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The Employee Retirement Income Security Act of 1974A Political History$
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James Wooten

Print publication date: 2005

Print ISBN-13: 9780520242739

Published to California Scholarship Online: March 2012

DOI: 10.1525/california/9780520242739.001.0001

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A Green Light in the Senate

A Green Light in the Senate

Chapter:
(p.190) 6 A Green Light in the Senate
Source:
The Employee Retirement Income Security Act of 1974
Author(s):

James A. Wooten

Publisher:
University of California Press
DOI:10.1525/california/9780520242739.003.0007

The content of any legislation the Senate passed would be determined in negotiations between the Labor and Finance Committees. The business community’s desire for federal preemption greatly increased the Labor Committee’s influence. Developments in the House strengthened the Democratic leadership and the party majority. Pension reform got off to a fast start in the House, but action there was likely to be slower. As the House and Senate moved forward on pension issues, the White House reassessed its own program. Richard Nixon’s pension program was more noteworthy for what it did not propose than for what it did. The need to preempt state laws raised an arcane but important issue of committee jurisdiction. The compromise shared enforcement authority for prohibited transactions. After years of work, Jacob Javits, Harrison Williams, and their staffs celebrated a legislative landmark: passage of the first comprehensive pension reform bill by one chamber of Congress.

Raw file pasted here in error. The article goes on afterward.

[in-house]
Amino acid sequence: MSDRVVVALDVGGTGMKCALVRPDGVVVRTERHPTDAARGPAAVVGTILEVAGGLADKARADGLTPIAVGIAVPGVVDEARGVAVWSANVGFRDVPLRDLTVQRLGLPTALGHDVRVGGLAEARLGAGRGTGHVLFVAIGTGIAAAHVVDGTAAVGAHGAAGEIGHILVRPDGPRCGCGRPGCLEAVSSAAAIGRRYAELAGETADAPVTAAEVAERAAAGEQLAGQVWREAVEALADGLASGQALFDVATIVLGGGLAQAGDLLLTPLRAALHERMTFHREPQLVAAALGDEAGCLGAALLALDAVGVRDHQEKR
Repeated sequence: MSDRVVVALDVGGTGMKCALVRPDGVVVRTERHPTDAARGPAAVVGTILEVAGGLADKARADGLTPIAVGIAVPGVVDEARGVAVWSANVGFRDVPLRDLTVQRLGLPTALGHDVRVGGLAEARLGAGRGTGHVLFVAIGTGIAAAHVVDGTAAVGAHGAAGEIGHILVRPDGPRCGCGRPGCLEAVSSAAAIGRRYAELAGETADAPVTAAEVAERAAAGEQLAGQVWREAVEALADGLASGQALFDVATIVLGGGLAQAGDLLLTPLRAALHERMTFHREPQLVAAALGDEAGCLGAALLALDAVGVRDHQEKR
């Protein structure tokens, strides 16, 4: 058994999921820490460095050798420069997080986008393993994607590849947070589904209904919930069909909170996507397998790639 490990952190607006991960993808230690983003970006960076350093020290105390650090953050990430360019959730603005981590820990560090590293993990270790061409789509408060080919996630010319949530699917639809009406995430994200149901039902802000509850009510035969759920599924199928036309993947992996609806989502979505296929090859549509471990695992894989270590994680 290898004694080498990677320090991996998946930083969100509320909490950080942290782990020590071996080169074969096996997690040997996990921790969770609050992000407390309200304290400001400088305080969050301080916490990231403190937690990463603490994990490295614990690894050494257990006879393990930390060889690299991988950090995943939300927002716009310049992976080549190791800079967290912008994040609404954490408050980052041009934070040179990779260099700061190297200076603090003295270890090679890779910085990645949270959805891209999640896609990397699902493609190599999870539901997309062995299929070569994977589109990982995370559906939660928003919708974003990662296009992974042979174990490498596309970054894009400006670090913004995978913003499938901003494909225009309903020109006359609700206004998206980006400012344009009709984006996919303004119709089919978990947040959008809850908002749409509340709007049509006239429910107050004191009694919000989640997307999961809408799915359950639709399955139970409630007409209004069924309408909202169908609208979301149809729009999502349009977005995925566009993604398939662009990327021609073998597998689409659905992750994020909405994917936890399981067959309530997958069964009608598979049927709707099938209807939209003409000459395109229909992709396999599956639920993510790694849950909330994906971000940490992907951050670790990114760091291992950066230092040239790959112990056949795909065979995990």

Keywords:   Senate, Labor Committee, Finance Committee, pension reform, Richard Nixon, Jacob Javits, Harrison Williams, White House

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